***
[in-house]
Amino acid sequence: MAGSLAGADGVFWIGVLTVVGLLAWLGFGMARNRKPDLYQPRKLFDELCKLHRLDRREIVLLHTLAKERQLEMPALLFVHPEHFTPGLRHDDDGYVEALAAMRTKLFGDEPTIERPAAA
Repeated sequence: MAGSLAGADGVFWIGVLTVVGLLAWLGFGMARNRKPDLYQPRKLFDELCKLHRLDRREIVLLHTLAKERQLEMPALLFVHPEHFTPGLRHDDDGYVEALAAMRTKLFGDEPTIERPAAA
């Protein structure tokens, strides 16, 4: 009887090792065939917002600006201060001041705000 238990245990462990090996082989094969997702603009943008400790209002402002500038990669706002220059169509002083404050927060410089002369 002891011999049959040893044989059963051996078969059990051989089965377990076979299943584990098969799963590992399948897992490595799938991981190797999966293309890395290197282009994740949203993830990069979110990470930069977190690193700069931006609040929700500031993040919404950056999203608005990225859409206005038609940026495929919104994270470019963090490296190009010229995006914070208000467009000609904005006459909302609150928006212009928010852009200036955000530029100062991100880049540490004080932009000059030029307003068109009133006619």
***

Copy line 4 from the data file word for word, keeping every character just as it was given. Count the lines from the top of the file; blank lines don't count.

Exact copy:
């Protein structure tokens, strides 16, 4: 009887090792065939917002600006201060001041705000 238990245990462990090996082989094969997702603009943008400790209002402002500038990669706002220059169509002083404050927060410089002369 002891011999049959040893044989059963051996078969059990051989089965377990076979299943584990098969799963590992399948897992490595799938991981190797999966293309890395290197282009994740949203993830990069979110990470930069977190690193700069931006609040929700500031993040919404950056999203608005990225859409206005038609940026495929919104994270470019963090490296190009010229995006914070208000467009000609904005006459909302609150928006212009928010852009200036955000530029100062991100880049540490004080932009000059030029307003068109009133006619």